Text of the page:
Global dynamics and empowerment of the local street food network: a case study on the Ghana Traditional Caterers Association

By Hilde-Marije Dorresteijn, MSc International Development Studies at Wageningen University

For my MSc thesis within the RSO chair group I did research on street food in Ghana. During the master programme I became more and more interested in food issues and its possibilities for local development. These possibilities are beautifully illustrated by the following quotation with which I started my thesis:

“Food provides an answer. Our landscapes and cities were shaped by food. Our daily routine revolves around it, our politics and economies are driven by it, our identities are inseparable from it, and our survival depends on it. What better tool, then, with which to shape the world.” (Steel, 2012 in Viljoen & Wiskerke, 2012:36).

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Despite its importance I found little scientific research on street food, a phenomenon that is particularly relevant in developing countries. Street food can be defined as: ‘ready to eat food or beverages prepared and/or sold in the street and other public places for immediate consumption or at a later time without further processing or preparation’ (FAO, 2012). I decided to look into this topic within the context of Ghana’s capital Accra. An estimated 85% of the urban population in Ghana patronize it, cutting across socio-economic boundaries and thus also designating the important cultural role of street food In Accra, from early morning till late at night all sorts of food are being sold on the streets. Also, there is a great variety in the professionalism of microenterprises. There are many hawkers walking around trying to sell their products, well established enterprises that have fixed stands and seating facilities, and the informal eating houses called ‘chop bars’. Street food make an essential contribution to nutrition of the urban population by providing easily accessible and affordable food, as well as they provide a good livelihood strategy by creating employment and increasing incomes for a large number of urban dwellers. Hereby street food thus makes a great contribution to the local economy. This informal sector requires low start-up capital and low levels of education are needed, making it a good business opportunity for especially women.

The cheapest way to make money, is to cook food. You are a secretary, or you have a shop, and the shop collapses. You can buy a pot, buy silver, cooking utensils, buy water, the pepper, yam and you cook and you’ll get people to buy. Very, very cheap. So day in day out people have been coming into the system. That is why they are plenty. And automatically when you cook, you will get people to buy.” (Mr. Ansong, PRO GTCA, 13 Jan. 2014) Continue reading

New course: Food Sociology

IMG_3023In May we start with a new course – Food Sociology: Emerging theories & themes.
This course addresses the dynamics of food provisioning – i.e. the range of activities from the production, acquisition and preparation to the consumption and disposal of food – from a sociological perspective. These activities are examined in their socio-cultural, political and physical context by specifying and clarifying which activities are carried out, how, why and by whom. Specifically this course focuses on newly emerging food provisioning practices and the networks and institutions shaping these practices as well as on the social theories to reflect on these dynamics, networks and institutions. The specific contents of the course will differ from year to year as it based upon current international scientific collaborative research programmes and PhD projects. The students will enjoy an interesting variety of learning activities. Continue reading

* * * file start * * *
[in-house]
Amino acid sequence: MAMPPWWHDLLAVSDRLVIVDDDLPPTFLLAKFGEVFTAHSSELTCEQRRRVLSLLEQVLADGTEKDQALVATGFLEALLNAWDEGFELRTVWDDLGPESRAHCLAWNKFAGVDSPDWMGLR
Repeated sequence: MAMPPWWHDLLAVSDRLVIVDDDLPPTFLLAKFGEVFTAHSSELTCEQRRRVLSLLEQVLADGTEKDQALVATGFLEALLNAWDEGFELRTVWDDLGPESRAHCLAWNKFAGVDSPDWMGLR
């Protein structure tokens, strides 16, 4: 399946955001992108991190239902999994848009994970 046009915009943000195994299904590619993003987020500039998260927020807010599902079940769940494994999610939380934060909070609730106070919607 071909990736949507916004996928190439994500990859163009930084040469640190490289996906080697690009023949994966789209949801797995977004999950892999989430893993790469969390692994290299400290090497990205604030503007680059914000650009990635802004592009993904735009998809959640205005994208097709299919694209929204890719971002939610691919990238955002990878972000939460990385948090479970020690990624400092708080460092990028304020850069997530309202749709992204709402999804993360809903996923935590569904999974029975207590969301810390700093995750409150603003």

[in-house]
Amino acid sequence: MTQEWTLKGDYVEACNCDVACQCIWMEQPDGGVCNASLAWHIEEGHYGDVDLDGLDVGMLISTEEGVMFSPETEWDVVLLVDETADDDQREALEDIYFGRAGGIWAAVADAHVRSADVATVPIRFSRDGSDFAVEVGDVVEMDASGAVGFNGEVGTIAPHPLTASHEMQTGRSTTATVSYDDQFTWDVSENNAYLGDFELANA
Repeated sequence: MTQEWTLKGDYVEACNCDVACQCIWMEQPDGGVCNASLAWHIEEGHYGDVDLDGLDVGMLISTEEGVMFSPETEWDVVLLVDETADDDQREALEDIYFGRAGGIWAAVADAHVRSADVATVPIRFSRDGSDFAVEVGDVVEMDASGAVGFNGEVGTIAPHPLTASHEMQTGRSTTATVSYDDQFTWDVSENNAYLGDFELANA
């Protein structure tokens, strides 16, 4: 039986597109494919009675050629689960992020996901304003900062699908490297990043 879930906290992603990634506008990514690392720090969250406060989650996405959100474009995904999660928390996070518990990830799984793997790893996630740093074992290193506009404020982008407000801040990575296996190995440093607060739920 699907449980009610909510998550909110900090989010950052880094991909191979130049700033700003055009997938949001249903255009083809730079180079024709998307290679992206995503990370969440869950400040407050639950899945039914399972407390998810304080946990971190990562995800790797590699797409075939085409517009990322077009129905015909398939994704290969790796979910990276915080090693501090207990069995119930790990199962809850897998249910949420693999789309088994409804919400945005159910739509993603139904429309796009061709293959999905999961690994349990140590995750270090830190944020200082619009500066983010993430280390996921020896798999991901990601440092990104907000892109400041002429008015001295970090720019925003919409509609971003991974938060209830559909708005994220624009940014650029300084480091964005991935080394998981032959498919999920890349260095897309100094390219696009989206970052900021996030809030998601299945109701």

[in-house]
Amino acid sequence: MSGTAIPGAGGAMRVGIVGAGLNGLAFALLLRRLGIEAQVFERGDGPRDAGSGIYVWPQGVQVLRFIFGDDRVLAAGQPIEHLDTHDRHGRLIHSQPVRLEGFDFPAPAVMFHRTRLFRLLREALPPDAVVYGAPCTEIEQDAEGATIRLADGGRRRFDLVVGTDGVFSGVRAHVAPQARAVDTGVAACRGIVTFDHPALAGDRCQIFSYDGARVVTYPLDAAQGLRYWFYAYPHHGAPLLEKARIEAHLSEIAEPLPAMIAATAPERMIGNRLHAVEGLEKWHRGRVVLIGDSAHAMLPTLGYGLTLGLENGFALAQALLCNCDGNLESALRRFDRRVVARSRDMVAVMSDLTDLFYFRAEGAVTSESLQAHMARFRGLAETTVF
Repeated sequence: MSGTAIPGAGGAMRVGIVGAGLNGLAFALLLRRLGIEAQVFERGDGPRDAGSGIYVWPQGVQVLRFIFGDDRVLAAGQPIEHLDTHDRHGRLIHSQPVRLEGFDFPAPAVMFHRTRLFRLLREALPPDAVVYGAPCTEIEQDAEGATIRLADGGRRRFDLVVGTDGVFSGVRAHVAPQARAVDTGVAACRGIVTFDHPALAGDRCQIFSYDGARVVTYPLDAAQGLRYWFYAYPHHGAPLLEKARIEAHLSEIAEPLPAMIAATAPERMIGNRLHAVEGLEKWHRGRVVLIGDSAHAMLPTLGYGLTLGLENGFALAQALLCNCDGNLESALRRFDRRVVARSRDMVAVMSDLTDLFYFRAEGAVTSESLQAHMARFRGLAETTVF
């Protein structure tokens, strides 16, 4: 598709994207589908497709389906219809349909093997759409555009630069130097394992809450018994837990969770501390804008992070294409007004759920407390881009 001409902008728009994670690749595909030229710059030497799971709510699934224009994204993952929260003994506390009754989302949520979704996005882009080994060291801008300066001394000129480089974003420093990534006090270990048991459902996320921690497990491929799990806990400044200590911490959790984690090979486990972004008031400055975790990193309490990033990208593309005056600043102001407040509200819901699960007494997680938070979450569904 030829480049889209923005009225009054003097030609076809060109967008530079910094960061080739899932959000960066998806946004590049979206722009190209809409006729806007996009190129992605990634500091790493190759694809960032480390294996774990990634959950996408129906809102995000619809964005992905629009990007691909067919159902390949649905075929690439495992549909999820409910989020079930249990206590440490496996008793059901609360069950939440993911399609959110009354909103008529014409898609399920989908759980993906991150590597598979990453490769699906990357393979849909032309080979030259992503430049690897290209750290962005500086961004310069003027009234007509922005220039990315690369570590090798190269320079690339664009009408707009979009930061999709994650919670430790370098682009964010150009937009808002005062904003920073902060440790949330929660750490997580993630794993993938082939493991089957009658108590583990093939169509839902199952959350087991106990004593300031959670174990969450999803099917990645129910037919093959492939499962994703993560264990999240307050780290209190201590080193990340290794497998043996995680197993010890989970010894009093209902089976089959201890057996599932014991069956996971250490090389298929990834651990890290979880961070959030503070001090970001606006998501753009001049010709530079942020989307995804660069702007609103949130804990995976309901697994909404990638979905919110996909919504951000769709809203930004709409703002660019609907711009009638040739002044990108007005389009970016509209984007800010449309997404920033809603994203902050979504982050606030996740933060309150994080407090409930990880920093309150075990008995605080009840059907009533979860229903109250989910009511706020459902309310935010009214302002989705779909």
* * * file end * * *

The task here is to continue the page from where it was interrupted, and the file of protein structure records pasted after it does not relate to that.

WG on ‘Civic Food Networks’ at conferences ‘Ag in an Urbanizing Society’ IFSA 2012 and IRSA 2012

As follow-up of the successful Working Group on “New Forms of Consumer Engagement in Food Networks: Diversity, Mechanisms & Dynamics” that was held at the ESRS Conference in Chania, Crete last August 2011, we will organize Working Groups on similar topics at different scientific events in the coming year. The different scientific events for which WGs are organised are the following. For specific details see links:

1. International Conference “Agriculture in an Urbanizing Society” on Multifunctional Agriculture and Urban-Rural Relations, 1-4 April 2012 in Wageningen, The Netherlands, Working Group 3 “Exploring ‘civic food networks’ and their role in enabling sustainable urban food systems”, convened by Petra Derkzen, Cornelia Flora, Markus Schermer and Henk Renting, http://www.agricultureinanurbanizingsociety.com/UK/Working+group+themes/WG3

Deadline for abstract submission extended to 20 January 2012. Deadline for paper submission 1 March 2012.

2. 10th European International Farming Systems Association (IFSA) Symposium on “Producing and reproducing farming systems: New modes of organisation for sustainable food systems of tomorrow” in Aarhus, Denmark, from 1-4 July 2012. Workshop 4.1 “‘Civic food networks’ as driver for sustainable food and farming systems”, convened by Chris Kjeldsen, Markus Schermer and Henk Renting, http://ifsa2012.dk/?page_id=341

Deadline for abstract submission extended to 3 January 2012. Deadline for paper submission 1 March 2012